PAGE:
The Australian Energy Market Operator (AEMO) has recently written a report that the belief that a combination of battery storage and solar systems will gain control over our electric power system will not materialize.
Nonetheless, it realizes a string of limitations in the scope of the study which could underrate uptake in Australia, which includes – the fact that it has only been affiliated to households/residential sector and only considered how attractive the systems are using the recent set of electricity tariffs.
The AEM only envisages 7,982 MWh of battery storage installed within the residential sector of the east-coast National Electricity Market. This could constitute less than 3.2% of the total electric power usage (with integrated solar PV generation), even though it will represent a significantly 30% of the overall forecast solar PV generation.
Despite the limited operational data, the AEMO sees battery storage to be more marketable in New South Wales and Victoria than the other states due to their flexible tariffs, which gives incentives to apply the new technology.
“Victoria currently has a time-of-use tariff structure that incentivises the uptake of battery storage, as households are able to use electricity from the battery during peak times. As such, Victoria has the highest installed battery capacity by the end of the forecast period,” AEMO Managing Director and Chief Executive Officer, Matt Zema stated.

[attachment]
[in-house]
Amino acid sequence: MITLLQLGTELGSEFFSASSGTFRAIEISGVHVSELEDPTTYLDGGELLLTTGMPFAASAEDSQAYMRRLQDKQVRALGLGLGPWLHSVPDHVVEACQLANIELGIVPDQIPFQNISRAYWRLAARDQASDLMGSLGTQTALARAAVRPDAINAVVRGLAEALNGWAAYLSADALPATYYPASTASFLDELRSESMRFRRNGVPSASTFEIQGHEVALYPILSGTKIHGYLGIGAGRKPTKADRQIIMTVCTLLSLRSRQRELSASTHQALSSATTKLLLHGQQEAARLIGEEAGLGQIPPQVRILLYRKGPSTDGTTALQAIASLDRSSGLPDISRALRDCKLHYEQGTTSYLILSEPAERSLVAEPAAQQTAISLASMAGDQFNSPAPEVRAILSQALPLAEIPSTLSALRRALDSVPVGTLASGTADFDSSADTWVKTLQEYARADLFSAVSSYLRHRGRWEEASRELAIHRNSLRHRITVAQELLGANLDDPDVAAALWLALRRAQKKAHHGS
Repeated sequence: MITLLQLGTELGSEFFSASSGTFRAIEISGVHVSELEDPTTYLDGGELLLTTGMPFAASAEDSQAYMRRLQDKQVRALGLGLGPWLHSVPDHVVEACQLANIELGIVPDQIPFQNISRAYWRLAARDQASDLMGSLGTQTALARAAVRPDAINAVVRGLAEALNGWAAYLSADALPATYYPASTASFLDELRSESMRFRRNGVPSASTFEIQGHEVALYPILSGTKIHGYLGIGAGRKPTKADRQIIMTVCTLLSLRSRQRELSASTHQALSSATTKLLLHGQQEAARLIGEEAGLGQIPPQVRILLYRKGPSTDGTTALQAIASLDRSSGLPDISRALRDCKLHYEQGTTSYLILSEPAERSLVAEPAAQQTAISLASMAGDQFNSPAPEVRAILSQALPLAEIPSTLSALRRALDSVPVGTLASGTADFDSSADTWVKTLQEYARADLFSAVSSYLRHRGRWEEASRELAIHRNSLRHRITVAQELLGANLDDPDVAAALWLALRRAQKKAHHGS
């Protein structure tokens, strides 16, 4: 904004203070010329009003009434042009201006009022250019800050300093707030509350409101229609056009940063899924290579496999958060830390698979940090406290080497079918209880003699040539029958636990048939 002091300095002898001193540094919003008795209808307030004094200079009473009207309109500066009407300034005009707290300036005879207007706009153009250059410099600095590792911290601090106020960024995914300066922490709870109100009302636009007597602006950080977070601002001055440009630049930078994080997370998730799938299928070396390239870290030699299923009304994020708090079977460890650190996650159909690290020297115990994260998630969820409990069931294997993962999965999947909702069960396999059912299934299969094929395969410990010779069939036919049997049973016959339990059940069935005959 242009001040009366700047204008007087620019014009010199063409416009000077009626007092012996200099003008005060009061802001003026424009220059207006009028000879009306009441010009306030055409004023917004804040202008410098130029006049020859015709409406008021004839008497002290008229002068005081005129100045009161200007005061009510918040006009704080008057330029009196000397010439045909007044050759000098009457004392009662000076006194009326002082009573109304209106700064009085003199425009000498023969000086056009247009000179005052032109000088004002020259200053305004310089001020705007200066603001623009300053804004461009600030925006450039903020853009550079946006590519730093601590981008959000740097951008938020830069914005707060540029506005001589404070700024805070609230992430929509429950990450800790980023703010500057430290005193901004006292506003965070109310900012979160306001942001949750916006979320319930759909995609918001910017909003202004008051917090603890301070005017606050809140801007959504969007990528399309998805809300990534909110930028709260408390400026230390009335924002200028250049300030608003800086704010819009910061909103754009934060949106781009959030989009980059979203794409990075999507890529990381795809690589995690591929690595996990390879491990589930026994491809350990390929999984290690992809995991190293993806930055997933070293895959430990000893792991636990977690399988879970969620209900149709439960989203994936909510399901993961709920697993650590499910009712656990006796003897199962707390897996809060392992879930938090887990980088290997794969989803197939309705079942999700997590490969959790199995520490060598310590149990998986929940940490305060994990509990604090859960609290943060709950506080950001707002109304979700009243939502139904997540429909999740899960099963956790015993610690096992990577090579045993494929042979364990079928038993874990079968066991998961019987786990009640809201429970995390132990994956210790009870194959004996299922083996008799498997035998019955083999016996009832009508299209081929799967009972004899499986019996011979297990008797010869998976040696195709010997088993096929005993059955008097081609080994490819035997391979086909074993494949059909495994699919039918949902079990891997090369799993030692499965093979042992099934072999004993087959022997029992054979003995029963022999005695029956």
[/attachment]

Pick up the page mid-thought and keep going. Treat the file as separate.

The reportanticipates 2,774 MWh of battery storage in Victoria by 2035.
“In New South Wales, the combination of the tariff structure and average household daily demand profile provides an economic incentive for consumers to install rooftop PV and battery storage. By the end of the outlook period, New South Wales is forecast to have the largest percentage of installed rooftop PV (72%) that is integrated with battery storage,” said Matt Zema.
Also the report indicates that New South Wales is predicted to have 2,482 MWh of battery storage by 2035. The other states in the National Electricity Market (NEM) were predicted as follows: Queensland – 2,046 MWh; South Australia – 484 MWh; and Tasmania – 196 MWh by 2035.
Just recently Bloomberg New energy estimated that 33GW of battery storage will be installed across Australia by 2040. Yet, the AEMO proceedings indicate that the survey did not include the economics of retrofitting residential battery energy storage. The survey also did not include the potential for commercial scale energy storage.
The Australian Energy Market does not envisage much interest in plug-in electric vehicles, which could constitute only 5% of the vehicle market by between 2034- 2035. It does not also see several residences dumping gas on behalf of electric appliances such as reverse-cycle air-conditioner-heaters.
“In the absence of policy incentives, we expect the uptake of electric vehicles to remain low, with 524,775 electric vehicles forecast to be in the NEM by 2034–35, representing a 0.54% increase on residential and commercial consumption forecasts for the same year.”
AMEO, June 2015. The AEMO’s Emerging Technologies Information Paper: National Electricity Forecasting Report: Accessed 30 June 2015.
AUTHOR: DOUGLAS YEBOAH